Interview | ‘Fangoria’ is Alive and Printing

Photo: Fangoria

Fangoria has risen from the dead just like the invincible boogeyman that graces its new cover. “The world’s best horror and cult magazine since 1979” has been revived just in time for Halloween, the David Gordon Green reboot and the Oct. 31 holiday.

After shutting down in 2015, Fangoria was bought by Dallas-based Cinestate last February. The horror fan favorite has been reborn as a 100-page, high-gloss quarterly built to please younger Blumhouse fanatics who have never had a magazine subscription as well as the black T-shirted diehards who have a stack of vintage issues buried in their closet. 

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We chatted with Natasha Pascetta, Fangoria Director of Digital Production & Social Media Engagement, about the daunting task of reviving the iconic brand, how the demise of print has been greatly exaggerated, and why horror is enjoying a renaissance.

Mandatory: All you hear now is how print is dead. Why bring Fangoria back now?  

Natasha Pascetta: We were actually just at the printer picking up our first edition (out now) and the printer told us that the last five years have been his best. The magazine will only be available in print so you’re going to get that same feeling when you’re waiting with anticipation to get it in the mail or going to the store to buy it because you won’t find it online.

That’s ironic considering you’re the head of Fangoria’s social media. 

(Laughs).People still want that tangible experience of holding something in their hands. Seriously, it’s such a relief to put my phone down at night and dive into the written word. I remember as a little girl my dad would take me to Barnes and Noble on a Friday night. He would go to the automotive section and I would always grab FangoriaI was like ‘gore!’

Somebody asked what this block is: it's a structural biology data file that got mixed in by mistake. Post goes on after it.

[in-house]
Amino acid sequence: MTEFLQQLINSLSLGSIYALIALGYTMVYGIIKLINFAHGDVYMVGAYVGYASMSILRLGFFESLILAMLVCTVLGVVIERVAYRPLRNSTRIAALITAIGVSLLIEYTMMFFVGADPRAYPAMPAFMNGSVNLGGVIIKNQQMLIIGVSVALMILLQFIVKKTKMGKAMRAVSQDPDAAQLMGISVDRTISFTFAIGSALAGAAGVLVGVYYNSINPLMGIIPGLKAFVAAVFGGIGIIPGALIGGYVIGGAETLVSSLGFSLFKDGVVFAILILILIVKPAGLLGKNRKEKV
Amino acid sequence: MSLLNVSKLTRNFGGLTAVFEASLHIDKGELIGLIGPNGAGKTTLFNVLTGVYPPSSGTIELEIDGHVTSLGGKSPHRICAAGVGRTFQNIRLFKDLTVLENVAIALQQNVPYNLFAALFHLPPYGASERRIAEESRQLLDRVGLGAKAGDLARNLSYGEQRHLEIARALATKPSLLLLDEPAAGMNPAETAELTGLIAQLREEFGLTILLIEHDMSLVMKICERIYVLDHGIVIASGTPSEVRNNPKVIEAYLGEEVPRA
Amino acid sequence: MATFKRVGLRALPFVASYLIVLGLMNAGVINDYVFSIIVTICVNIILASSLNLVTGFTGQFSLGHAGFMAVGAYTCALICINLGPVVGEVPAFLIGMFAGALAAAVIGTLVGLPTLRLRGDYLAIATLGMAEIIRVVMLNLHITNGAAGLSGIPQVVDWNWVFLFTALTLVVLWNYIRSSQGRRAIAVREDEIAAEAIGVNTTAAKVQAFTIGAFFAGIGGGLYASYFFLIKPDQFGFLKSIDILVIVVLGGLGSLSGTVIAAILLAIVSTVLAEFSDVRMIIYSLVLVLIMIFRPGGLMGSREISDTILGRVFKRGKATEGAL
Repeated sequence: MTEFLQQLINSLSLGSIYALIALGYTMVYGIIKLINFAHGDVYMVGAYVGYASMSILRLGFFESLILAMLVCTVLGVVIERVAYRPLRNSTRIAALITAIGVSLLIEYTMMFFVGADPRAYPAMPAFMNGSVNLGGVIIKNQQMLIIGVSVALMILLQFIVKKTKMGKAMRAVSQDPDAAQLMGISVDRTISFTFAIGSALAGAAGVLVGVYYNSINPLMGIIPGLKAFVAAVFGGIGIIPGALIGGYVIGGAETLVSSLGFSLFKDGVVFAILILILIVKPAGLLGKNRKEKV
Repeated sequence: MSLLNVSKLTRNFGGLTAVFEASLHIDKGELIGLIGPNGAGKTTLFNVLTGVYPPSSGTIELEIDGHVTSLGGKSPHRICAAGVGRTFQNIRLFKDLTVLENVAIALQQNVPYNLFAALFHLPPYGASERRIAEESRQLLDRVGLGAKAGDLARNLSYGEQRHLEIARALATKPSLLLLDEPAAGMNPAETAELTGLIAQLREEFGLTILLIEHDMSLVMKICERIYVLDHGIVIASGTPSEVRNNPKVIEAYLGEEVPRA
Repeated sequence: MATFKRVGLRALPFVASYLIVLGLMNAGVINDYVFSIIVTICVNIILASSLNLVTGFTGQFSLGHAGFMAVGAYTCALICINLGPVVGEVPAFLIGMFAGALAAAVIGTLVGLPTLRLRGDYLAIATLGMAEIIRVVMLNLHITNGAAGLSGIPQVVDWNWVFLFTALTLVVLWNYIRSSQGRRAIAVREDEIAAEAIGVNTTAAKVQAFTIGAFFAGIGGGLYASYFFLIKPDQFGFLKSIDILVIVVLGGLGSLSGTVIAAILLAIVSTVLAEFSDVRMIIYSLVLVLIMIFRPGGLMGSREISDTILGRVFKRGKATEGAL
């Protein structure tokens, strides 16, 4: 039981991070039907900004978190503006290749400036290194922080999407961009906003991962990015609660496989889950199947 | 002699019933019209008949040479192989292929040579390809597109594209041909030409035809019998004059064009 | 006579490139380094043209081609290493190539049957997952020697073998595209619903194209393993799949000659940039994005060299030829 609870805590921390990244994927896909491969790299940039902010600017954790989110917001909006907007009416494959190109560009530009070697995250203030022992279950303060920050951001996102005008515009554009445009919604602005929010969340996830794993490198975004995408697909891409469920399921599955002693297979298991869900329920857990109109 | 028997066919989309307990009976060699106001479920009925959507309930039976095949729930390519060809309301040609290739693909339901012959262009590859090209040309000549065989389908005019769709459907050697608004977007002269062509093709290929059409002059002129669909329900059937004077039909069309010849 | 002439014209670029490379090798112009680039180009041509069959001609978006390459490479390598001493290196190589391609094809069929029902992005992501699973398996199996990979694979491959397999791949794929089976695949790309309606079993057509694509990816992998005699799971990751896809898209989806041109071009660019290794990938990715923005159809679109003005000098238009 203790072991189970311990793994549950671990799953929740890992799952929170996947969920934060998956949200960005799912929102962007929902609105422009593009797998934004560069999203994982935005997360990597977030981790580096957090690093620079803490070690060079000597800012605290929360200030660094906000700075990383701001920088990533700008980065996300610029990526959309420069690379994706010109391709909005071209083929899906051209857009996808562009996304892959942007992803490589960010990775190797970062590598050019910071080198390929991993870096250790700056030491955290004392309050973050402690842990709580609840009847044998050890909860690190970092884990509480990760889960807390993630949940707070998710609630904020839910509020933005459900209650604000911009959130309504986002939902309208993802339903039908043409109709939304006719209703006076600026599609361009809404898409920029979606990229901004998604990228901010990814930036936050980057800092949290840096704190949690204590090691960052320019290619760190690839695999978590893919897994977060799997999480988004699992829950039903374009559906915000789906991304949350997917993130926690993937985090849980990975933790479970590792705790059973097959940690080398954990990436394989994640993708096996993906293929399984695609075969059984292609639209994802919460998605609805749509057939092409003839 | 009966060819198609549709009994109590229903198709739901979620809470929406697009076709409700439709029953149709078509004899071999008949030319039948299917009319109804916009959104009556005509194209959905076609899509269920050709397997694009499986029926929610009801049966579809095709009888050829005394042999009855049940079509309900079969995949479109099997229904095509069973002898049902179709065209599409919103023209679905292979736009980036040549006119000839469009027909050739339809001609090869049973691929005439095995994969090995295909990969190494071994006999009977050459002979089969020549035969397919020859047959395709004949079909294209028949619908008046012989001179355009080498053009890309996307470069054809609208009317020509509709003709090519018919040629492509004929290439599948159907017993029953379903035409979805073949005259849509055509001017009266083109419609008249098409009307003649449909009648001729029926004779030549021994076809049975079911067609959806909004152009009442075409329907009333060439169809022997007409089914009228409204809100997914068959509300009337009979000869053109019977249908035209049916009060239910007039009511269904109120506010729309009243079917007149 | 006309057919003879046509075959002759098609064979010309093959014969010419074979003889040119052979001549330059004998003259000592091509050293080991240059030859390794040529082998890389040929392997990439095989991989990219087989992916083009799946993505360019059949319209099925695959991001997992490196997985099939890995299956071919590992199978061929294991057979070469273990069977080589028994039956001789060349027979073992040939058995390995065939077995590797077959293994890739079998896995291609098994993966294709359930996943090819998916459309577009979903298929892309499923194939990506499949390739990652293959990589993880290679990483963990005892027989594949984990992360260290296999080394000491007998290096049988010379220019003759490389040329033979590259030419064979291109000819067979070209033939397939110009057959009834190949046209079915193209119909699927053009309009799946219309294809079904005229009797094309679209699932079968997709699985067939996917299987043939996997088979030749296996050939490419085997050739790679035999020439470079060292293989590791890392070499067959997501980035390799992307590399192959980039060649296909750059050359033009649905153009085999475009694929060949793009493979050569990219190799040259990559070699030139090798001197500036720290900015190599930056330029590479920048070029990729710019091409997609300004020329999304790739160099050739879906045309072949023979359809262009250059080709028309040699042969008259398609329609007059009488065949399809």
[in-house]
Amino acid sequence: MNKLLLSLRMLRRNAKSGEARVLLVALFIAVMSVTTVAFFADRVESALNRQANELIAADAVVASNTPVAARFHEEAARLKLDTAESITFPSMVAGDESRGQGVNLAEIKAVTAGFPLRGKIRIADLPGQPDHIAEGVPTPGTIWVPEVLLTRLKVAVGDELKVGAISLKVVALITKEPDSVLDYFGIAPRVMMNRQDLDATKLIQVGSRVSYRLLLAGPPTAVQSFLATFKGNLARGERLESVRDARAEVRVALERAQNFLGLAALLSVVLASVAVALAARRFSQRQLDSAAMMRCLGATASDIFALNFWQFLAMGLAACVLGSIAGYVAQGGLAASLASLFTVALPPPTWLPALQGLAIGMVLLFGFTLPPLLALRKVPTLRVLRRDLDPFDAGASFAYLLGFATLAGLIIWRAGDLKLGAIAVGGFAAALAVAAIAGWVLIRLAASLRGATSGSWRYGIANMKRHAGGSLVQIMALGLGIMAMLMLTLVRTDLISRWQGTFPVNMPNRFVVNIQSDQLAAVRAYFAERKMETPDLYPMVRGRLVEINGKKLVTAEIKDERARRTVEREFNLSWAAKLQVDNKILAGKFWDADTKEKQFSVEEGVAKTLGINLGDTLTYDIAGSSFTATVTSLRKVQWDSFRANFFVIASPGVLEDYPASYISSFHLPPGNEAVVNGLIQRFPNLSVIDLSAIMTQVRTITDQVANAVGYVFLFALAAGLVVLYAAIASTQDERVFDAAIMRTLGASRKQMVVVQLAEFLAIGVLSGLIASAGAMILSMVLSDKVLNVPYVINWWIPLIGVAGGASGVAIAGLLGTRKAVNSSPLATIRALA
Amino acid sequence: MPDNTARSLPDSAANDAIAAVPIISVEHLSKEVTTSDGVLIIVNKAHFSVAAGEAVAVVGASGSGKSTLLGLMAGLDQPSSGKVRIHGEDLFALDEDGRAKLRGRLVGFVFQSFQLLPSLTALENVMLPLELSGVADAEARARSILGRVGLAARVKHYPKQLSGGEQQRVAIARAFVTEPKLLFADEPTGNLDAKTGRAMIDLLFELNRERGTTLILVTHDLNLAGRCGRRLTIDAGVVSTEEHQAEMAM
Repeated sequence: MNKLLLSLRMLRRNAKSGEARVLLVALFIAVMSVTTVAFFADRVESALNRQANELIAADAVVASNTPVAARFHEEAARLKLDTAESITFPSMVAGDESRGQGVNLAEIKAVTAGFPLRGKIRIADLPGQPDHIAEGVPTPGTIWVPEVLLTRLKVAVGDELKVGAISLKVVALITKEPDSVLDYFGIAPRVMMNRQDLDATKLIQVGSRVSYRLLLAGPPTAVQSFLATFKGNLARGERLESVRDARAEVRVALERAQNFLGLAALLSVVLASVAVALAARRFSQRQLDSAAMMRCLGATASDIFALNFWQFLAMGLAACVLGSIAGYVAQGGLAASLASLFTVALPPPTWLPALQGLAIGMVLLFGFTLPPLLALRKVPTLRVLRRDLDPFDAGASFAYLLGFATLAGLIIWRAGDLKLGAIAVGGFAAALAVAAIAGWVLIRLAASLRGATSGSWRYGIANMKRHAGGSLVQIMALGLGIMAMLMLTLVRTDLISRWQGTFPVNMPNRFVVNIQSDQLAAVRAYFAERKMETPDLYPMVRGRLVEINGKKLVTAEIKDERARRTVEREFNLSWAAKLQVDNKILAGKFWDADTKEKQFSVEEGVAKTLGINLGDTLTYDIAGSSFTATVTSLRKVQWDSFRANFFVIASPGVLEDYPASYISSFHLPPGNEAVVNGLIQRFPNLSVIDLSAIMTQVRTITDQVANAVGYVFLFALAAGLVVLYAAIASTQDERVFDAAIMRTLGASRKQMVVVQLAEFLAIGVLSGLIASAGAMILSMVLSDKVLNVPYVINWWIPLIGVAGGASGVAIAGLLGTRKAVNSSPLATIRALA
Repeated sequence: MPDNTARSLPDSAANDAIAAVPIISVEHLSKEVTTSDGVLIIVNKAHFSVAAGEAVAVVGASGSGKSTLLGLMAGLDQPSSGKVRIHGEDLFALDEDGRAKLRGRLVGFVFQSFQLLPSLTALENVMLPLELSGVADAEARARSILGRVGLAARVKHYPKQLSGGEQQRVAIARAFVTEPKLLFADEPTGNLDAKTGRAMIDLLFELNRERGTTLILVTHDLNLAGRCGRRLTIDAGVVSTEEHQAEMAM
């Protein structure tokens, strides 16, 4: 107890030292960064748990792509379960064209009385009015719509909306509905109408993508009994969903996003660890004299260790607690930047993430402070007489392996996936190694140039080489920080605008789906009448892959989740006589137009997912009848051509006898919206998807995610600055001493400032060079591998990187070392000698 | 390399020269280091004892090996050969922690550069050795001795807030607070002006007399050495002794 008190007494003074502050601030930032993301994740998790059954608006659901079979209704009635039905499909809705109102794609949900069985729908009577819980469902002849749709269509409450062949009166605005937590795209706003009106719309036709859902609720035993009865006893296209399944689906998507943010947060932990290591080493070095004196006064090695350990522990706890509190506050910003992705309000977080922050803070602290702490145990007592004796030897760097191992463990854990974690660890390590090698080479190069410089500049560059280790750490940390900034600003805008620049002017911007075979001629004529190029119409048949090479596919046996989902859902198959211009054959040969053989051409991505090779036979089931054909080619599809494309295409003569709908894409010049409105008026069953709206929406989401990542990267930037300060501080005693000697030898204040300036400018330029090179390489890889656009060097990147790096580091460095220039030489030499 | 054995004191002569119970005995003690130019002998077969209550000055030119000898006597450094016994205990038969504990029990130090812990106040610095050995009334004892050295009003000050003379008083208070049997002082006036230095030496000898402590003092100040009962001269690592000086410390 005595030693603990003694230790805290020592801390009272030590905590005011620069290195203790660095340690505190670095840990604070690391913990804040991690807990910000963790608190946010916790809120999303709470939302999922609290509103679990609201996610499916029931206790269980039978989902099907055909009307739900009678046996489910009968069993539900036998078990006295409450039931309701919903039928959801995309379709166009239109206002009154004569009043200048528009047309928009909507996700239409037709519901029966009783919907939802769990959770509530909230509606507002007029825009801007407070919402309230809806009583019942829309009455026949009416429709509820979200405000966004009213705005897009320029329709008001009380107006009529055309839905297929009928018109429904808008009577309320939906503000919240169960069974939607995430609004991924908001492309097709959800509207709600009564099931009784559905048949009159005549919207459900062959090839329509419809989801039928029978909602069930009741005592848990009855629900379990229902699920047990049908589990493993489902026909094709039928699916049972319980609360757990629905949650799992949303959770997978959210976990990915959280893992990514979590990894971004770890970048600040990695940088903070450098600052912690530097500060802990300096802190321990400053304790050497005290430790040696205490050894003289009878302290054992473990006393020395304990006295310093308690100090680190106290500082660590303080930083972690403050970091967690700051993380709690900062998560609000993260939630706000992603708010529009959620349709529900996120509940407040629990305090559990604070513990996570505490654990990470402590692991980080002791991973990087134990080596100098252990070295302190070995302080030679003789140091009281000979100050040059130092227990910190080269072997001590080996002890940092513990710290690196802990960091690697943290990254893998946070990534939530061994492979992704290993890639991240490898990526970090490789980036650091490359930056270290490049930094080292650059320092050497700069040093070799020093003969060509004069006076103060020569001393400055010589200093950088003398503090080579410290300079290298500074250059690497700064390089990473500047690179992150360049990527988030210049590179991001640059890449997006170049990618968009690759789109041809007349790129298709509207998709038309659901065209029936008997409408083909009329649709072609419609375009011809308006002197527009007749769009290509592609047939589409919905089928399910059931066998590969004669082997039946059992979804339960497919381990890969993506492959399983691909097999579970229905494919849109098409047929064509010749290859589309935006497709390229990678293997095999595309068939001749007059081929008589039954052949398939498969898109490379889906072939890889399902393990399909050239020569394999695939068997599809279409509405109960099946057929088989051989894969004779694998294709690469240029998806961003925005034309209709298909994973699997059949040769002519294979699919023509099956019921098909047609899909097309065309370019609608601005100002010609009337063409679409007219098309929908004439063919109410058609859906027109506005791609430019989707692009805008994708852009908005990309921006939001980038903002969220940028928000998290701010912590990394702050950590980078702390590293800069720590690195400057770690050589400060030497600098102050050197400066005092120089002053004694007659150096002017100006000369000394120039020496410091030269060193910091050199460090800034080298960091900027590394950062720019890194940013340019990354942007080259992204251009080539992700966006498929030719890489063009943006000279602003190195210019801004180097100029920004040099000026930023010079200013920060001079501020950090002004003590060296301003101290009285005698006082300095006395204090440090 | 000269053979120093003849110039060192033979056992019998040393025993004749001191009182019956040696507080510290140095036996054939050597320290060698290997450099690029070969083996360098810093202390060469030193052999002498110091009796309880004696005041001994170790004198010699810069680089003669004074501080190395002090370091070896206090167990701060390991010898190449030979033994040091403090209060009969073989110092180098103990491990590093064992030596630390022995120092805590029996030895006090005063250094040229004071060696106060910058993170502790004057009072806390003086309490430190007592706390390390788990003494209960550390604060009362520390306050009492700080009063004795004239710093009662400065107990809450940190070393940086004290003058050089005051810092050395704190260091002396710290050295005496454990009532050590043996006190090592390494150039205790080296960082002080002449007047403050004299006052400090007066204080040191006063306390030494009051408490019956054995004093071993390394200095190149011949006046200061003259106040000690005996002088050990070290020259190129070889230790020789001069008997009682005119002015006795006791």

Why do you think Fangoria has that cult-like following?

Horror fans are never satisfied with just watching the movie. We want to know everything: how those creatures were brought to life, how they made that color of blood… 

How do you walk that fine line between satisfying the old Fangoria readers and bringing in a new fan base that you will need to support the magazine? 

We struck an amazing balance between legacy and modernity. Although we’re bringing it back in the way it began in 1979 (it’s only available in print), we didn’t want to rehash Phantasm over and over again. There’s a lot of new things to celebrate in horror. Sure, there will be deep dive retrospectives on the beloved older films, but we want to find and showcase the next (would be) Phantasm.

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Tell us what fans can expect from the new Fangoria?

It’s a familiar experience, but on steroids (laughs). We really wanted to keep some things, but we also upgraded. We have talented fresh voices, some old ones coming back as well. Our Editor-in-Chief Phil Nobile Jr. is fantastic. I don’t know anyone in the world who knows more about Texas Chainsaw Massacre. Barbara Crampton (Re-Animator, Puppetmaster, You’re Next) is amazing. She’s the person who brought a generation of people into horror. Working with her has been a dream come true. 

You’re also launching Fangoria as an entertainment brand?

We aren’t stopping at the magazine, but it is our priority. We needed to honor it by getting it right before we did anything else. We’re fans of the written word so why stop? We just released two novels: “Our Lady of the Inferno” by Preston Fassel and “My Pet Serial Killer by Michael J Seidlinger. 

You’re also doing movies? We’re big fans of Jenny Pellicer who is in the new Puppetmaster.

Puppetmaster: The Littlest Reich is Fangoria Presents first film (now out on VOD, DVD). Jenny is great in it. Now, we’re gearing up for production on Satanic Panic with a script from Grady Hendrix. 

The timing of Fangoria’s relaunch is perfectly timed with the big horror resurgence. Why do you think the genre is flourishing again?

Horror is a form of escapism. We’re allowed to feel things that we may not want to reveal. Whether it’s a response to the political atmosphere or society’s turmoil when things aren’t going as planned. The horror genre picks up on these feelings and turns it into a universal story.

You can order Fangoria (HERE) or pick it up at selected stores.


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